BEIJING (AFP, BLOOMBERG) - Beijing on Wednesday (Dec 1) denied a report that it was looking to plug a loophole used by Chinese technology companies to go public on foreign stock markets.
Bloomberg News reported, citing unnamed sources, that China was planning to ban firms from using offshore structures known as variable interest entities (VIEs), closing a gap used by tech giants such as Alibaba and Tencent in recent decades to avoid restrictions on foreign investment and listings abroad.
But the China Securities Regulatory Commission rejected it.
"We have noticed the reports... This news is not true," it said in a statement on its website.
Such a ban would mark a major step by China to clamp down on overseas listings.
Beijing has stepped up scrutiny of major foreign listings after a New York initial public offering (IPO) by ride-hailing giant Didi Chuxing went ahead this year despite regulatory concerns.
The authorities have since launched investigations into Didi over cyber security, ordered it removed from app stores and extended probes into other United States-listed Chinese companies.
The Bloomberg report said the change was expected to be included in draft foreign listing rules that could be finalised as quickly as this month.
It said, however, that companies using VIE will still be allowed IPOs in Hong Kong as long as they satisfy regulators. Bloomberg added that the rules were still in the draft stage and could be changed.
In the past year, China has embarked on a wide-ranging regulatory crackdown that has scuppered IPOs and hit big businesses as the government seeks to rein in their influence.
Banning VIEs would potentially thwart the ambitions of firms like ByteDance contemplating going public outside the mainland.
The demise of the VIE route would further threaten a lucrative line of business for Wall Street banks, which have helped almost 300 Chinese firms raise about US$82 billion (S$120 billion) through first-time share sales in the US over the past decade.
VIEs have been a perennial worry for global investors given their shaky legal status. Pioneered by Sina Corp and its investment bankers during a 2000 IPO, the VIE framework has never been formally endorsed by Beijing.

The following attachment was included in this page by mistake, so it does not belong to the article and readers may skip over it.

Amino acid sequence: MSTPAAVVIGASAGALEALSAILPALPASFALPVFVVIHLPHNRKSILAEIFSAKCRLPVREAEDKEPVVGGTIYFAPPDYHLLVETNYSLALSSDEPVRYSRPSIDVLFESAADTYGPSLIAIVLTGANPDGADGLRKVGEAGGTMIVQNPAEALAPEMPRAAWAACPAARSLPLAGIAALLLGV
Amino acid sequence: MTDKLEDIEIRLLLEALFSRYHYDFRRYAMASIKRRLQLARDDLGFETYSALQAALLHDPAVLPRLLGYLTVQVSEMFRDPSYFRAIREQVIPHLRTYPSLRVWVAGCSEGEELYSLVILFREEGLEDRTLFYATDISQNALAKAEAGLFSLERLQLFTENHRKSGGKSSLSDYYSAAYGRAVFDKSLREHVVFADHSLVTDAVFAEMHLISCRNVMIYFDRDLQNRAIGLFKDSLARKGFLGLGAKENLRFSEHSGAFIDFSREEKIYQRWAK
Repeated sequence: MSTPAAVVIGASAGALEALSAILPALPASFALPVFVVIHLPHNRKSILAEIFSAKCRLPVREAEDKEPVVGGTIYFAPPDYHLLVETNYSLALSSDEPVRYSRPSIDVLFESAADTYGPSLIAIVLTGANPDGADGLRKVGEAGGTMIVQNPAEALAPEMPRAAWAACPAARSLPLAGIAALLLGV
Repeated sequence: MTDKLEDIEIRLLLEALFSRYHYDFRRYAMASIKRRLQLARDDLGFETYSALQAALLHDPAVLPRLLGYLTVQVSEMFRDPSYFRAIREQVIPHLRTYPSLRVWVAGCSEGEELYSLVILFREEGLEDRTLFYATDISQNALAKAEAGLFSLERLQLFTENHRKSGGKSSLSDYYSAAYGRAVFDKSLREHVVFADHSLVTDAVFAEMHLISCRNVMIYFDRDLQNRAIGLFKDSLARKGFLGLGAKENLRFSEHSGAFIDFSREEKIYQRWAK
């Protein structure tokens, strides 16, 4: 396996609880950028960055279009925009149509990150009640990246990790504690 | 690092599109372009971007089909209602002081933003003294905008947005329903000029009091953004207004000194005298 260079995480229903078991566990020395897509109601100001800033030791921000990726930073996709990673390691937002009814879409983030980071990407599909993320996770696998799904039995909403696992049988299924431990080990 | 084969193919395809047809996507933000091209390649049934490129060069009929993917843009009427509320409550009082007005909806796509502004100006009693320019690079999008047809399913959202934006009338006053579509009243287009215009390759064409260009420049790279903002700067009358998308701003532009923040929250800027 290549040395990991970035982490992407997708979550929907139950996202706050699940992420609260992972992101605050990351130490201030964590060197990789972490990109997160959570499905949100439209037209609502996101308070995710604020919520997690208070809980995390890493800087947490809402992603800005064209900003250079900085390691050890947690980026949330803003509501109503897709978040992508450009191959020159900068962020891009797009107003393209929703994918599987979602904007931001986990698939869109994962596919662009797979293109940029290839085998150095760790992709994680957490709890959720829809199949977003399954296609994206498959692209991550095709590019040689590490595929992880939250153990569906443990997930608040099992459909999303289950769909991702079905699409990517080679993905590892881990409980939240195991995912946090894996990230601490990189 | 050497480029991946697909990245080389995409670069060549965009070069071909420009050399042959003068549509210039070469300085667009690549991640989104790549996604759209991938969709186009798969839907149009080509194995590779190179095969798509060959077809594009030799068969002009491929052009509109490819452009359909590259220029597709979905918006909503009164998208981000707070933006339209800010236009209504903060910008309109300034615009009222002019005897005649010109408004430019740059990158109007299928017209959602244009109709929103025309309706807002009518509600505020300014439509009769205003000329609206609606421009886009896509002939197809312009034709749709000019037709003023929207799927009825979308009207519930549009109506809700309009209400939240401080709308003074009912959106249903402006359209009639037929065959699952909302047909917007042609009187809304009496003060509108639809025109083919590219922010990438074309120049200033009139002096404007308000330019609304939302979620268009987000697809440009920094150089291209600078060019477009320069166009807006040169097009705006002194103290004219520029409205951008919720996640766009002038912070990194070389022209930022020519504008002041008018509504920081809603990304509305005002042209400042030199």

It has nevertheless enabled Chinese companies to bypass rules on foreign investment in sensitive sectors, including the Internet industry. The structure allows a Chinese firm to transfer profits to an offshore entity - registered in places like the Cayman Islands or British Virgin Islands - with shares that foreign investors can then own.
While virtually every major Chinese Internet company has used the structure, it has become increasingly worrisome for Beijing after tech firms infiltrated every corner of Chinese life and amassed reams of consumer data. Companies holding the data of more than one million users must undergo approval when seeking listings in other nations, the Cyberspace Administration of China said in July.
Till recently, Beijing had little legal recourse to prevent sensitive overseas listings, as with the Didi IPO. Officials have asked the ride-hailing giant to devise a plan to delist from the US, sources said last week, an unprecedented request.
Since a crackdown on Didi began in early July, only one mainland-based Chinese company has priced a US IPO, while 29 have listed shares in Hong Kong, according to data compiled by Bloomberg. NetEase's Cloud Village will debut in the city on Thursday, while the closely watched offering of SenseTime is expected to start trading in the week of Dec 13.
China's heightened regulatory scrutiny has been echoed in the US. The US Securities and Exchange Commission has halted pending IPOs by Chinese companies until full disclosures of political and regulators risks are made, warning investors may not be aware they are actually buying shares of shell companies instead of direct stakes in businesses.